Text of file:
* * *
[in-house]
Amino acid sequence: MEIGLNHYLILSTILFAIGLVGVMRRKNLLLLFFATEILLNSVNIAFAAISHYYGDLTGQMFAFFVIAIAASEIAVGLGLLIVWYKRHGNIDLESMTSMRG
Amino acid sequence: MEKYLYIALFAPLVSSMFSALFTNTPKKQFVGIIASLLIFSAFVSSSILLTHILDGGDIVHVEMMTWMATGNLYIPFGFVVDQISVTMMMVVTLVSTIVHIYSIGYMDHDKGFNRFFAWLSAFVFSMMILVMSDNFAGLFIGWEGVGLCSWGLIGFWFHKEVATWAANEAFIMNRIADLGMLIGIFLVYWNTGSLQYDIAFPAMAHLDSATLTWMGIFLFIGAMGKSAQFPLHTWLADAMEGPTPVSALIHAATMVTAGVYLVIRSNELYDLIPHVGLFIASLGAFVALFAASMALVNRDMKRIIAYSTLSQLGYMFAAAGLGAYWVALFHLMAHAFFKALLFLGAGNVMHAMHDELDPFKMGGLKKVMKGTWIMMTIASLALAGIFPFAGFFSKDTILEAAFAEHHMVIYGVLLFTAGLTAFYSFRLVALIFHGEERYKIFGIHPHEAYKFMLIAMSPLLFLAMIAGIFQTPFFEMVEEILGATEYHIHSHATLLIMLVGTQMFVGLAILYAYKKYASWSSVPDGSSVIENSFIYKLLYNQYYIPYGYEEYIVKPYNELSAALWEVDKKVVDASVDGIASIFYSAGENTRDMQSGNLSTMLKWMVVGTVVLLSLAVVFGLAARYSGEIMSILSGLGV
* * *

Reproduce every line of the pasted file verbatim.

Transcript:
[in-house]
Amino acid sequence: MEIGLNHYLILSTILFAIGLVGVMRRKNLLLLFFATEILLNSVNIAFAAISHYYGDLTGQMFAFFVIAIAASEIAVGLGLLIVWYKRHGNIDLESMTSMRG
Amino acid sequence: MEKYLYIALFAPLVSSMFSALFTNTPKKQFVGIIASLLIFSAFVSSSILLTHILDGGDIVHVEMMTWMATGNLYIPFGFVVDQISVTMMMVVTLVSTIVHIYSIGYMDHDKGFNRFFAWLSAFVFSMMILVMSDNFAGLFIGWEGVGLCSWGLIGFWFHKEVATWAANEAFIMNRIADLGMLIGIFLVYWNTGSLQYDIAFPAMAHLDSATLTWMGIFLFIGAMGKSAQFPLHTWLADAMEGPTPVSALIHAATMVTAGVYLVIRSNELYDLIPHVGLFIASLGAFVALFAASMALVNRDMKRIIAYSTLSQLGYMFAAAGLGAYWVALFHLMAHAFFKALLFLGAGNVMHAMHDELDPFKMGGLKKVMKGTWIMMTIASLALAGIFPFAGFFSKDTILEAAFAEHHMVIYGVLLFTAGLTAFYSFRLVALIFHGEERYKIFGIHPHEAYKFMLIAMSPLLFLAMIAGIFQTPFFEMVEEILGATEYHIHSHATLLIMLVGTQMFVGLAILYAYKKYASWSSVPDGSSVIENSFIYKLLYNQYYIPYGYEEYIVKPYNELSAALWEVDKKVVDASVDGIASIFYSAGENTRDMQSGNLSTMLKWMVVGTVVLLSLAVVFGLAARYSGEIMSILSGLGV